That chapter I gave you seems very fitting for this column, doesn't it Pete? John 15:13 "Greater love has no one than this, that he lay down his life for his friends." Their duty has indeed been paid in full.
Posted by Asburystrider on 11/07/2009 22:06:41
I agree 100 percent. I would be willing to pay more so that the ones that ensure our freedom are REALLY told thank you and we love you.
Posted by Derek Vester on 11/09/2009 15:43:49
And just how is this different from 'spreading the wealth?' While i wholeheartedly agree that our veterans and active members do alot for this country, we must also look at the fact that they CHOOSE to serve this country. Where does it end? What about police and fire personnel who put their lives on the line each and everyday? Why should I have to pay higher taxes for someone who CHOSE that particular profession?
Posted by Randy on 11/09/2009 16:20:18
Oh my. You're kidding, right Randy? You don't see the distinction between the government using its power to place exhorbitant taxes on the motivated wealthy and no taxes on the lazy poor, then redistributing people's earned resources to those who have not earned it...AND...people who have served their country in hostile combat being excused from direct federal taxation. You see NO distinction between those things? In terms of where you draw the line, Peter anticipated that objection and answered it pretty clearly in saying that the soldier stands above the others.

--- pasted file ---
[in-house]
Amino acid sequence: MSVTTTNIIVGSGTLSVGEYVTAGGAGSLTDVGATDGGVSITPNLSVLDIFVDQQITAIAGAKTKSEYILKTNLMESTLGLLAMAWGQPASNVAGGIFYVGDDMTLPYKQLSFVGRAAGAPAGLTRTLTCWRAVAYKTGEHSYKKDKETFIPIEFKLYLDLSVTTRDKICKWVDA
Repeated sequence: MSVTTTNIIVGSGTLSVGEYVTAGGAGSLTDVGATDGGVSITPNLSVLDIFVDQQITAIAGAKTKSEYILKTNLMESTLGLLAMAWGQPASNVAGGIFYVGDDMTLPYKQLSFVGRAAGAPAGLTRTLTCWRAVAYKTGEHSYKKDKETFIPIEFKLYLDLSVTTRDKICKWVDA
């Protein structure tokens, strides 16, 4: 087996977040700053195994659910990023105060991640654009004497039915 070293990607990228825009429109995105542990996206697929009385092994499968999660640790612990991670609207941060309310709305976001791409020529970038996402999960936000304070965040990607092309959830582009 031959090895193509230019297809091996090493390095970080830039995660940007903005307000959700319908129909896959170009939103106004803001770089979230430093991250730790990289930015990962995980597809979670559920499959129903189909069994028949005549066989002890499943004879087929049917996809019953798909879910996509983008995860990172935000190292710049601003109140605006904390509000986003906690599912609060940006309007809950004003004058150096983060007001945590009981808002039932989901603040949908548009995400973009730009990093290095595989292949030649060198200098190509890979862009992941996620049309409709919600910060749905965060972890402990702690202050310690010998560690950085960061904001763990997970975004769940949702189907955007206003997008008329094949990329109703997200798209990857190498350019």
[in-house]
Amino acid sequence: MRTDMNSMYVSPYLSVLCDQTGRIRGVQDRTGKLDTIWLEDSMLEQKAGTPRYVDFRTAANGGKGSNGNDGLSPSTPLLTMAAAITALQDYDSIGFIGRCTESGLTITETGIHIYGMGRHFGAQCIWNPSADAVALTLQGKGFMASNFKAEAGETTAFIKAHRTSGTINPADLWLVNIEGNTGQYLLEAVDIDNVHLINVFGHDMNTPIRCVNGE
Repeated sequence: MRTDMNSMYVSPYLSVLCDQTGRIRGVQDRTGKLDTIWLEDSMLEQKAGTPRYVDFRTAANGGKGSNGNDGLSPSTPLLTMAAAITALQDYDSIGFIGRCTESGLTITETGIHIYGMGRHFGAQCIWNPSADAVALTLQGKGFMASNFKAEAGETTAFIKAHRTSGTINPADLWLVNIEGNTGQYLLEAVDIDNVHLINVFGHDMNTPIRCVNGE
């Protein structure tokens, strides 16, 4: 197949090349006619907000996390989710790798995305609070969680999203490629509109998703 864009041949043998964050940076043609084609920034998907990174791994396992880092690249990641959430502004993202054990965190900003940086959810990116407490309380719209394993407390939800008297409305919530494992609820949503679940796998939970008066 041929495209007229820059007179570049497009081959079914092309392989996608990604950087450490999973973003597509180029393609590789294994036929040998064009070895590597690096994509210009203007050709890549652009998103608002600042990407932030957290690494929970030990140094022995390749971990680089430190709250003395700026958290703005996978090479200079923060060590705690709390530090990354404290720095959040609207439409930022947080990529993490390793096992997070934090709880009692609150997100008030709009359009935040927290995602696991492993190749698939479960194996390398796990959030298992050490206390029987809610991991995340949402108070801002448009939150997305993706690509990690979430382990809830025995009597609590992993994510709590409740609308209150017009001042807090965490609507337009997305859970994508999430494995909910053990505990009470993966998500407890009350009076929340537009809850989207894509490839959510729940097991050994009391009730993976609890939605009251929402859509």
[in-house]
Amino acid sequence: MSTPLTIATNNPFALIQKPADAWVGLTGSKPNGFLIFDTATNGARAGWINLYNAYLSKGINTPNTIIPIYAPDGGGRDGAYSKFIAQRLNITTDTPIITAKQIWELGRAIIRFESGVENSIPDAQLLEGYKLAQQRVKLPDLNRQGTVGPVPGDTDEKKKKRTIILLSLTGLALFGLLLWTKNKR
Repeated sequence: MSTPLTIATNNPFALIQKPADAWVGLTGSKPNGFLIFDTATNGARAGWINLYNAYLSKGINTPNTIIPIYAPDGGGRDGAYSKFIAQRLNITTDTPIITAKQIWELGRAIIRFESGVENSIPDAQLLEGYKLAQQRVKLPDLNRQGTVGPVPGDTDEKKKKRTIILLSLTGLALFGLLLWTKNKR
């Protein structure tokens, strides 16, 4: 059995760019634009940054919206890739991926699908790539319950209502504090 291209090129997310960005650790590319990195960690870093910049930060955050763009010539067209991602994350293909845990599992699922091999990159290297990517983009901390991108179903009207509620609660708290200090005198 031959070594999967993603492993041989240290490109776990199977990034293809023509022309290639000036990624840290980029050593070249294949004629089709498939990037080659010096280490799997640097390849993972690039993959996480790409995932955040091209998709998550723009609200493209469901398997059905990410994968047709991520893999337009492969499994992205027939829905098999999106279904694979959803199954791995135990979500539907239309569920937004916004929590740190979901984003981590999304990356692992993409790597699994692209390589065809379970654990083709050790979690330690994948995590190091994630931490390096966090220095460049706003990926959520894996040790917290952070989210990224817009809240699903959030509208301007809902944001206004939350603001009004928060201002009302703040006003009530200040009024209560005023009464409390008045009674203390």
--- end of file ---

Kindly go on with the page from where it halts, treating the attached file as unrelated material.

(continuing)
Posted by Observer on 11/09/2009 20:01:18
How about this as a similar idea: if you served in the National Guard, you pay 25% less income tax; full time miliary state side-50% less; full time military overseas-75% less; full time military in combat zone-100% (i.e. no more income tax on local, state, fed. level for the rest of your life.)
Posted by John DeGroff on 11/24/2009 16:47:27
If this was a tactic to decrease the size and scope of the government as a whole then I say, yeah, go for it. However, Soldiers to not protect property rights. Their very paycheck is property theft caused by taxation for their NON MARKET services. Furthermore, what soldiers are doing in Iraq and Afqhanistan is fueling the fire of hatred and empowering extremists like Osama bin Ladin. We should abolish the military altogether and have private firms protect people based on market demands.
Posted by George Edwards on 01/03/2010 00:43:08